Israeli lawyer sheds some light on Australian spy mystery
JERUSALEM/CANBERRA (Reuters) - An Australian immigrant, reported to have been recruited by Israel's Mossad spy agency, was charged with grave crimes before he committed suicide in an Israeli jail, one of his lawyers said on Thursday.
The closely guarded case has raised questions in Australia and Israel about the suspected use by the Mossad of dual Australian-Israeli nationals and the circumstances behind the 2010 detention and death of 34-year-old Ben Zygier.
Israel on Wednesday broke its silence over an Australian Broadcasting Corporation (ABC) report which said that Zygier, who moved to Israel, was jailed in isolation over suspected misconduct while spying for the Mossad.
Partially lifting a gag order on the case, an Israeli court said a dual-nationality citizen had been imprisoned secretly under a false name for "security reasons", and found dead in his cell in what was eventually ruled a suicide.
Israeli criminal attorney Avigdor Feldman said he met with the man, dubbed "Prisoner X", a day before his death.
"I met with a balanced person, given the tragic outcome, who was rationally weighing his legal options," Feldman told Channel 10 Television.
He said the detainee was charged with "grave crimes" and that there were ongoing negotiations for a plea bargain. The attorney did not elaborate on the allegations, which he said the prisoner denied. Reporting in Israel on the case is still subject to strict government censorship.
The Kuwaiti newspaper Al Jarida quoted on Thursday unidentified Western sources as saying Zygier took part in the killing by a Mossad hit-team of Hamas operative Mahmoud al-Mahbouh in Dubai in 2010.
Zygier, the newspaper reported, offered Dubai information about the operation in return for the emirate's protection.
Offering a different version, Australia's Fairfax Media said Australian security officials suspected Zygier may have been about to disclose Israeli intelligence operations, including the use of fraudulent Australian passports, either to the Canberra government or to the media before his arrest.
"His interrogators told him he could expect lengthy jail- time and be ostracized from his family and the Jewish community," Feldman said. "There was no heart string they did not pull, and I suppose that ultimately brought about the tragic end."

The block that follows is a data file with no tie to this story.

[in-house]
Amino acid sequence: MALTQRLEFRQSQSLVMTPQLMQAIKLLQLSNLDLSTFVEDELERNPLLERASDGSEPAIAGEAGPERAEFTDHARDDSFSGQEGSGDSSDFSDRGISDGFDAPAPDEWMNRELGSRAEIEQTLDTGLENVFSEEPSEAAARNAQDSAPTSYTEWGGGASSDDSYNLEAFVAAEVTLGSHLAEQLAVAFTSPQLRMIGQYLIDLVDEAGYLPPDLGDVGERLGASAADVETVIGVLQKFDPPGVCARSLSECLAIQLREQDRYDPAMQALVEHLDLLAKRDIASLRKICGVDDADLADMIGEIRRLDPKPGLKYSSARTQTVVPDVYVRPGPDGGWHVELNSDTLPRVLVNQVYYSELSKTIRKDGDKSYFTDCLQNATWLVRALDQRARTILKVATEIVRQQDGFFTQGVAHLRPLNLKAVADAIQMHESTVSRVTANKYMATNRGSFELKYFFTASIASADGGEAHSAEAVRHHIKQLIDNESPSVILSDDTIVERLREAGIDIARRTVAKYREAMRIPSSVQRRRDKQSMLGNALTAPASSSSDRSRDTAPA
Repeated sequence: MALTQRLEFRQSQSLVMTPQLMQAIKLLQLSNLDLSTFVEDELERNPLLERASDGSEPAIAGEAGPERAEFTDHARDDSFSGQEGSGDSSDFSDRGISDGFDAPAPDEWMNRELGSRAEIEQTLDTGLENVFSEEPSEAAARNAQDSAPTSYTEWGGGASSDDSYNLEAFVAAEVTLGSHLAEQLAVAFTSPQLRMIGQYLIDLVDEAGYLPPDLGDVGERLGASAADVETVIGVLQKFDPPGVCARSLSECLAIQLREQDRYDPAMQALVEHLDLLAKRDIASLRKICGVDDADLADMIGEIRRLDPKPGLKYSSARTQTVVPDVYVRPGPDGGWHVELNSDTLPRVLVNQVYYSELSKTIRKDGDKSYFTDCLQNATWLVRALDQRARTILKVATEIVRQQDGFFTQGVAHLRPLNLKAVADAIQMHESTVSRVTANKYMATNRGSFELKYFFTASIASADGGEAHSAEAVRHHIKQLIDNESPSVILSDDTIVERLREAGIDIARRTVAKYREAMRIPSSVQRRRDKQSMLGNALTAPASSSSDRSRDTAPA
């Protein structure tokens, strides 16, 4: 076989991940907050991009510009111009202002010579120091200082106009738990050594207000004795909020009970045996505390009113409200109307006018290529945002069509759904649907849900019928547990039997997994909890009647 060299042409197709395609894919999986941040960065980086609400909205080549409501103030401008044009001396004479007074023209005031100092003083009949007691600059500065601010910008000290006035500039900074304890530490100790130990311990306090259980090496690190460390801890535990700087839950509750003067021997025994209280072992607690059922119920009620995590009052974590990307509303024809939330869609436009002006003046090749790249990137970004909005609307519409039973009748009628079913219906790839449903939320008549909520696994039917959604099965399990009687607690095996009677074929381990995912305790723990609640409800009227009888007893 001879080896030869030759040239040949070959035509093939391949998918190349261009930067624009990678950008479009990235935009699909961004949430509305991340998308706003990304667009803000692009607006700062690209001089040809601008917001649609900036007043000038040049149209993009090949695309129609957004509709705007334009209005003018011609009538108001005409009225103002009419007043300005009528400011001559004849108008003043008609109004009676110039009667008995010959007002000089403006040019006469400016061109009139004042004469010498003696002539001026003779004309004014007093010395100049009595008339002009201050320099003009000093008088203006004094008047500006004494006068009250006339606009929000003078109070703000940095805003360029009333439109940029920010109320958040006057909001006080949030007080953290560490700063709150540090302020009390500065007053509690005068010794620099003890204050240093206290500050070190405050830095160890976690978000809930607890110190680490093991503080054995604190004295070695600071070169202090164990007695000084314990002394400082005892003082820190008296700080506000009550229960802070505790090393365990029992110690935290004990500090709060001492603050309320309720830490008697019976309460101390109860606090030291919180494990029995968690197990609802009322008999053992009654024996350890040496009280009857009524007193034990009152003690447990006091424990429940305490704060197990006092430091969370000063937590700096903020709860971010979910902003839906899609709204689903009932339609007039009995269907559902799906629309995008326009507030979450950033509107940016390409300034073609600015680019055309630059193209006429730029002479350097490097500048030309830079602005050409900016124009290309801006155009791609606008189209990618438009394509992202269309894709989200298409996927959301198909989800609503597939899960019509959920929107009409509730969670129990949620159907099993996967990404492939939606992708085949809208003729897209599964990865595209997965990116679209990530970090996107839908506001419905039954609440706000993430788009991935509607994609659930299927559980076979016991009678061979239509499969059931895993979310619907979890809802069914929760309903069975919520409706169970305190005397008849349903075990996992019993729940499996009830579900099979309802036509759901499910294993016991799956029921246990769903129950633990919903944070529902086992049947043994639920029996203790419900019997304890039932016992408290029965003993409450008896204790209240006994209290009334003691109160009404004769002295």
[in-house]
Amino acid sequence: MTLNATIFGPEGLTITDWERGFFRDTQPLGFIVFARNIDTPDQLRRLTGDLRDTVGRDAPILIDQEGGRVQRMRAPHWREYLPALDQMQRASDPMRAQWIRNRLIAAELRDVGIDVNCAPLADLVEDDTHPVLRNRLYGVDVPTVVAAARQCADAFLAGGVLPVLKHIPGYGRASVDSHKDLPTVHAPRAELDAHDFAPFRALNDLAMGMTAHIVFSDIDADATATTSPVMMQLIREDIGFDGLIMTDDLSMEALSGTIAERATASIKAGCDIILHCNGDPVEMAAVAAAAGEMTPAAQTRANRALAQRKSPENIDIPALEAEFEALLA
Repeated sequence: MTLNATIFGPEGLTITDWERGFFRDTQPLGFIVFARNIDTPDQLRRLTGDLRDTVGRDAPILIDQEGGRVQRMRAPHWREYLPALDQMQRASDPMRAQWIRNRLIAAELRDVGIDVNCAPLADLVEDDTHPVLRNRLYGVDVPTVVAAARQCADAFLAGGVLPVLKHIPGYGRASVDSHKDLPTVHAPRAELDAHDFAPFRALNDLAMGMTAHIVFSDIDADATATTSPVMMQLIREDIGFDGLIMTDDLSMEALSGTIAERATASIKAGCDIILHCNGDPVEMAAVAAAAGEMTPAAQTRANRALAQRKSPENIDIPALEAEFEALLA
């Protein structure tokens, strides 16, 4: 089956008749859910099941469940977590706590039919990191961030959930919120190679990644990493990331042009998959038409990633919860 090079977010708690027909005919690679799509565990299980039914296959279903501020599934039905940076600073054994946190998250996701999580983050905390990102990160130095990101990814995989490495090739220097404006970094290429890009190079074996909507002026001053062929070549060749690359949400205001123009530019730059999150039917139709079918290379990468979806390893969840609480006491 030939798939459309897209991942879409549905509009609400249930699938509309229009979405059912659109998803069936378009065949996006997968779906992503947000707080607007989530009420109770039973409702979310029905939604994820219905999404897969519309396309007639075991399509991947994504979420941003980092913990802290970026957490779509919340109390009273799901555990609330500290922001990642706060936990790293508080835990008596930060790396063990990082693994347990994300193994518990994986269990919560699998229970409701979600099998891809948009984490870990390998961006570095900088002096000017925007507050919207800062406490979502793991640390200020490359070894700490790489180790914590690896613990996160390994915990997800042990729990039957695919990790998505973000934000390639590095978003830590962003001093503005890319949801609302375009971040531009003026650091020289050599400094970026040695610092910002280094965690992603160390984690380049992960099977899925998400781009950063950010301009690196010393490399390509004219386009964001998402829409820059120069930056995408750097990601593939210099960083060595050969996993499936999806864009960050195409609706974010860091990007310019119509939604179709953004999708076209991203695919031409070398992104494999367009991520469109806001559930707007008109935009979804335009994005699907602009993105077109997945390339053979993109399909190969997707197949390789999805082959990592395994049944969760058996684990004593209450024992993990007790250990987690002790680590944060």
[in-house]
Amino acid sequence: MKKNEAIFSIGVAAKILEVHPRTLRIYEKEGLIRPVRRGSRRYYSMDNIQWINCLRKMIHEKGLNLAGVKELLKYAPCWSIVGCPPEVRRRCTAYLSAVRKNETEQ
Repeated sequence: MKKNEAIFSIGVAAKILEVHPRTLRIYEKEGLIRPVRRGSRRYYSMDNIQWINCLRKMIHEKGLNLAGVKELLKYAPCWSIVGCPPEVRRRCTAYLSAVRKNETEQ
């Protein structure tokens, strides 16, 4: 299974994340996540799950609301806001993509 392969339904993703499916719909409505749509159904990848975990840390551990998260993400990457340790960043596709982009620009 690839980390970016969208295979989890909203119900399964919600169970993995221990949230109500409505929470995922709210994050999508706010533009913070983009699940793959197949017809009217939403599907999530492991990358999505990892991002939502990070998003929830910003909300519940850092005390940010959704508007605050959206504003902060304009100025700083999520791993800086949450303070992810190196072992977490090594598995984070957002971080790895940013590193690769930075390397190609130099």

In a separate interview Feldman appeared to inadvertently confirm the man was a Mossad spy.
"The Mossad liaison I was in touch with informed me that, unfortunately, my client was no longer alive," Feldman told Kol Barama Radio. Israel has neither denied nor confirmed that "Prisoner X" was a Mossad officer.
The jailhouse suicide of Zygier has focused attention on the agency's recruitment of foreign-born Jews who could spy under cover of their native passports.
Australian media have reported that Zygier had been one of at least three Australian-Israeli dual nationals under investigation by the Australian Security Intelligence Organisation over suspicions of espionage for Israel.
Australia complained to Israel in 2010 after Dubai said forged Australian passports were used by the Mossad squad. Mahbouh's killers, authorities in the emirate said, also had also had British, Irish, French and German passports.
Mossad is widely reputed to have stepped up its shadow war in recent years against Iran's nuclear programme, Lebanon's Hezbollah guerrillas, suspected nuclear procurement by Syria and arms smuggling to Palestinians through Dubai, Sudan and Egypt.
In an apparent reversal from previous statements, Australian Foreign minister Bob Carr said on Thursday his ministry had known about Zygier's jailing in Israel as early as February 2010. On Wednesday he said Australian diplomats in Israel only found out about the detention after his death in custody later that year.
Israel's Justice Ministry said a court has ordered an inquiry into possible negligence in Zygier's death.
Zygier, who came from a prominent Jewish family in Australia and was also known as Ben Alon and Ben Allen, was buried in Melbourne. He had been married with two young children. His relatives have declined all comment on the case.
(Writing by Maayan Lubell and Dan Williams; Editing by Jeffrey Heller/Mark Heinrich)
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